Adventures in Adrenal Fatigue

So remember a few months ago when I went to a witch doctor nutritionist who told me my adrenals were out of whack but then my real doctor told me I was a-ok even though I still felt awful? Well, get this – I found a real actual doctor who finally listened to me, ordered some more thorough testing, diagnosed me and is TREATING me. It’s a miracle!

I have really, really low levels of cortisol – a condition known as adrenal fatigue.

Here’s the deal. From

Adrenal fatigue is a collection of signs and symptoms, known as a syndrome, that results when the adrenal glands function below the necessary level. Most commonly associated with intense or prolonged stress, it can also arise during or after acute or chronic infections, especially respiratory infections such as influenza, bronchitis or pneumonia.

Adrenal fatigue can wreak havoc with your life. In the more serious cases, the activity of the adrenal glands is so diminished that you may have difficulty getting out of bed for more than a few hours per day. With each increment of reduction in adrenal function, every organ and system in your body is more profoundly affected. Changes occur in your carbohydrate, protein and fat metabolism, fluid and electrolyte balance, heart and cardiovascular system, and even sex drive. Many other alterations take place at the biochemical and cellular levels in response to and to compensate for the decrease in adrenal hormones that occurs with adrenal fatigue. Your body does its best to make up for under-functioning adrenal glands, but it does so at a price.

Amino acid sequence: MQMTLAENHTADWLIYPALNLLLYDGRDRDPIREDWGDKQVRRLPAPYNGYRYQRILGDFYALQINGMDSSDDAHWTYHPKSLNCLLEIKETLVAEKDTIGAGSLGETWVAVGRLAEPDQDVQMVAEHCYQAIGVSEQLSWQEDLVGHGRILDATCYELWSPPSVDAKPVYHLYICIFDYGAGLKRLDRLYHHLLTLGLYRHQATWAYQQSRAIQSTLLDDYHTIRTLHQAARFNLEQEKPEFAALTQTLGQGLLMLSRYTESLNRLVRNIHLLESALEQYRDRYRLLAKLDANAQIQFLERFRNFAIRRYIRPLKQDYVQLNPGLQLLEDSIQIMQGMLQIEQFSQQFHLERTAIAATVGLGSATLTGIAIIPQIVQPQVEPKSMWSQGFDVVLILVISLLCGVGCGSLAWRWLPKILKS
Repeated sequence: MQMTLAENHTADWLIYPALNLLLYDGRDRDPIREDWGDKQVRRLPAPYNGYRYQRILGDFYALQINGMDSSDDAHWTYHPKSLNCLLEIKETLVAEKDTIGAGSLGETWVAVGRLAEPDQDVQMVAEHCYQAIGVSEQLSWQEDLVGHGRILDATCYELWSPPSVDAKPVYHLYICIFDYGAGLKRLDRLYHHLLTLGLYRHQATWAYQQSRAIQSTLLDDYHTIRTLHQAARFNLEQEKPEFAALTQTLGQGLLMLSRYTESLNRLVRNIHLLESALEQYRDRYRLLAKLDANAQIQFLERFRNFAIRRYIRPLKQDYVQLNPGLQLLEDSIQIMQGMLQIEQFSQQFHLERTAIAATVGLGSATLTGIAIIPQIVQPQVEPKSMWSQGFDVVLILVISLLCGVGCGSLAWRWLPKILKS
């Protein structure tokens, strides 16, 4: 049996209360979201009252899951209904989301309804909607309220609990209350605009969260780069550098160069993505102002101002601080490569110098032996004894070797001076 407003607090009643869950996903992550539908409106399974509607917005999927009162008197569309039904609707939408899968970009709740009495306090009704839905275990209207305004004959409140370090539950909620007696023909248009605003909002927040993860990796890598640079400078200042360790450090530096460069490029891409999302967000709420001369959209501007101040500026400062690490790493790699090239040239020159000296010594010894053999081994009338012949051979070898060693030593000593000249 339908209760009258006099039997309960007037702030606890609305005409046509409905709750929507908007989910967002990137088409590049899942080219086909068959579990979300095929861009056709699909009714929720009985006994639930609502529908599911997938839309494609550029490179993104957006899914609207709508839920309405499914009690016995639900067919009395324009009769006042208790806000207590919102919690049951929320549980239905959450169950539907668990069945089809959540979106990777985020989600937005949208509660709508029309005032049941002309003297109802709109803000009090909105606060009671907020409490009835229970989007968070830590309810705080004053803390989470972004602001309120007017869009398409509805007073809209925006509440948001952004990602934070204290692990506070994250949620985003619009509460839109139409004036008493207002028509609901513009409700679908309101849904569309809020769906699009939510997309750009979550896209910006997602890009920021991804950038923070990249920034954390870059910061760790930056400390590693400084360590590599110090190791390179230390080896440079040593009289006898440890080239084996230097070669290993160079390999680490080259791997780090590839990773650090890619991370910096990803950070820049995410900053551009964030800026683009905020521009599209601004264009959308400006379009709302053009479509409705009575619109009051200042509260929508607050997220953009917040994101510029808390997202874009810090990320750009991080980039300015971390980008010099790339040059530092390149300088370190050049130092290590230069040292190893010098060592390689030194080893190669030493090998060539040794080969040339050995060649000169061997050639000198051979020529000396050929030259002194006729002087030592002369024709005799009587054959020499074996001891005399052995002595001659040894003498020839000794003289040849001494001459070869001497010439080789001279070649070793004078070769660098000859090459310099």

Dr. Almost-Cousin Mackenzie, stop rolling your eyes!

Adrenal Fatigue is kind of like what fibromyalgia once was – seemingly random symptoms that many doctors generally wrote off. My doctor buys it, though, and she prescribed Cortef (hydrocortisone) for me. I’ve been on it for about six weeks, and I feel so much better. In fact, before my grandpa died, I was feeling so amazing that I was ready to ask my doc if I could try going off my anti-depressant – that is huge for me. The stress of the last couple weeks, though, has set me back somewhat, but I still feel way better than I did before.

So even if it’s all hocus-pocus, it seems to be working for me.

I guess what I want to get across is this.

A few months ago, I felt awful. AWFUL. I was depressed and exhausted. Despite working out more than ever (training to walk 60 miles in three days), I had gained 20 pounds in four months. I knew something was wrong with me, but my family doctor and then an endocrinologist both told me I was totally fine. I left the endo’s office and sobbed in the parking lot. I sent my friend a text message that said “I just left the endocrinologist, and even though I have lots more nodules on my thyroid than I did last time, my thyroid is fine, it’s all in my head. I have two kids and a job and should become comfortable with feeling like shit. I am fat because I am lazy and eat too %*&$ing much. So there’s that.”

I felt incredibly defeated. I felt stupid.

Fortunately, a month or so later, I had an appointment with a new doctor who actually heard what I was saying. She ran one more test, one that did not come back normal, and she gave me a strategy to repair what’s wrong with my body. I have a long way to go, but I feel like I am finally on the right track.